Front Royal, Va., Jan 28, 2005 (CNA) - A new book recently released by Ave Maria Singles, an online service for “faith-filled, marriage-minded” Catholics, explores the stories of 25 married couples who have met over the increasingly popular internet site.

The book strives to dispel the negative image associated with on-line relationships and shows the ways God has used this new medium for tremendous good. Ave Maria Singles website clarifies that they are not an online dating service, but rather a service for those serious Catholics looking toward marriage.

Anthony J. Buono, president of Ave Maria Singles shares in the book’s introduction that the stories show that, “romance blossomed and flourished among Catholics of different ages, ethnicities and backgrounds, situations, and often from great distances.”

He says, “the Internet is a modern technological wonder that has the power to connect people who otherwise would have absolutely no way to come into contact with each other.”

The book is said to be aimed at showing the hope in a massive industry in which the unpleasant stories “seem to be more readily available than success stories.”

So far, Ave Maria Singles has led to 318 marriages and is currently celebrating 121 engagements.

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University holds conference exploring spiritual meaning of education

Steubenville, Ohio, Jan 28, 2005 (CNA) - On Saturday, January 22nd, students, faculty and staff at Franciscan University of Steubenville held a unique event investigating the intellectual and spiritual dimensions of education.

"Be Transformed in Spirit and Mind: A Conference on Prayer and Learning", brought together a collaboration of students and faculty “unlike any other to date”, said the university.

"The synthesis of religious piety and secular learning are joined in the most natural and organic way”, Dr. Regis Martin, a well-known speaker and professor of Theology at the University told participants. “Without geometry and piety, the great Gothic cathedrals could not have been made."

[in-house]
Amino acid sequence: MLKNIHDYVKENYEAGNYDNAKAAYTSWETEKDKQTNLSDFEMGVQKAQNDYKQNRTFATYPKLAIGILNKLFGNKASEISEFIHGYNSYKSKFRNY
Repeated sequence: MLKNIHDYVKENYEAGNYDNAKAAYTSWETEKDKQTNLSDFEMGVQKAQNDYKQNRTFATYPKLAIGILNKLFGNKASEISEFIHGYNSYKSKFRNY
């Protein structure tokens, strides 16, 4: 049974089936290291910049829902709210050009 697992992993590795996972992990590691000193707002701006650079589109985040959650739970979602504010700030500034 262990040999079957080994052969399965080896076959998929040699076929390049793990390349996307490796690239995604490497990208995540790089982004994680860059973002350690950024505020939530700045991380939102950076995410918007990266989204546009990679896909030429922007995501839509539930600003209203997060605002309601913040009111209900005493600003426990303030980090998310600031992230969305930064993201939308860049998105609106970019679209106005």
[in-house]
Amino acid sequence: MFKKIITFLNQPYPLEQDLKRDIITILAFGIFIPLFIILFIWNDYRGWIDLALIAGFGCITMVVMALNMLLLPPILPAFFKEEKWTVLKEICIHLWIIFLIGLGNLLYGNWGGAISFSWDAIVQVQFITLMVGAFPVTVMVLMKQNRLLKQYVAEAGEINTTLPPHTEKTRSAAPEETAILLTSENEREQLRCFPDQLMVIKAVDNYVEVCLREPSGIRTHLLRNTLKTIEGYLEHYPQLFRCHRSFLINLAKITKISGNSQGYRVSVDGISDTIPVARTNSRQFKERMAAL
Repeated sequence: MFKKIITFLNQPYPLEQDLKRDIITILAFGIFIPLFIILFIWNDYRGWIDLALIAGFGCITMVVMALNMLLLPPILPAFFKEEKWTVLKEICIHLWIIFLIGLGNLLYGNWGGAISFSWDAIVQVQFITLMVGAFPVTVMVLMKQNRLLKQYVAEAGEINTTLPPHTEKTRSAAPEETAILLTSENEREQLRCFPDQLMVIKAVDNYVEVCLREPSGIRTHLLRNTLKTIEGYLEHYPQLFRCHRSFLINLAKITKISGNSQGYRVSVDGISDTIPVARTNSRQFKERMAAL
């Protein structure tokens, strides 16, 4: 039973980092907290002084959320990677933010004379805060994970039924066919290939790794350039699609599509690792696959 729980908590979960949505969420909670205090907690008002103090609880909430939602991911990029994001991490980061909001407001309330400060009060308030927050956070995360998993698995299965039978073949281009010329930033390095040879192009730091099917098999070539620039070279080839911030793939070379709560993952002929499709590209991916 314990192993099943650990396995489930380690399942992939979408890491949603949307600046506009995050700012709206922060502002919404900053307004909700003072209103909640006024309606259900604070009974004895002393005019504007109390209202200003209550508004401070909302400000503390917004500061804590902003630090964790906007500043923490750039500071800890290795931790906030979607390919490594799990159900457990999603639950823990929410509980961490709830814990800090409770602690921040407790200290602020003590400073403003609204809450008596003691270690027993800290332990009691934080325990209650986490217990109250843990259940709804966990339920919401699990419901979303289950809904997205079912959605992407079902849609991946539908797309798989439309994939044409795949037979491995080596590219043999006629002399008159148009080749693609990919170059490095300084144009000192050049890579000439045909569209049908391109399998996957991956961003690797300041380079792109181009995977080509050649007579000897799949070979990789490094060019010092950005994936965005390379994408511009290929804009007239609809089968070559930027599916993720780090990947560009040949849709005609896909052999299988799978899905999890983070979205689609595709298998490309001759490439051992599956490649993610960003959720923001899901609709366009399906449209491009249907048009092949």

Professor James Gaston from the University likewise acknowledged that the purpose of higher education “is learning to think, learning to learn, learning to search for the truth."

The conference ultimately explored the idea that the learning process should not be separated from one’s own personal striving for holiness.

Franciscan University is one of a handful of colleges and universities across the country whose faculty take oaths of fidelity to be true to the teaching of the Catholic Church.

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American Collegians for Life conference draws student leaders from around the U.S.

Washington D.C., Jan 28, 2005 (CNA) - Last weekend, over 300 students from college and university campuses across the nation gathered at Catholic University of America in Washington D.C. to affirm the dignity of all human life.

The annual American Collegians for Life conference brings together student leaders from across the country to encourage the grass roots growth of the pro-life movement on campus.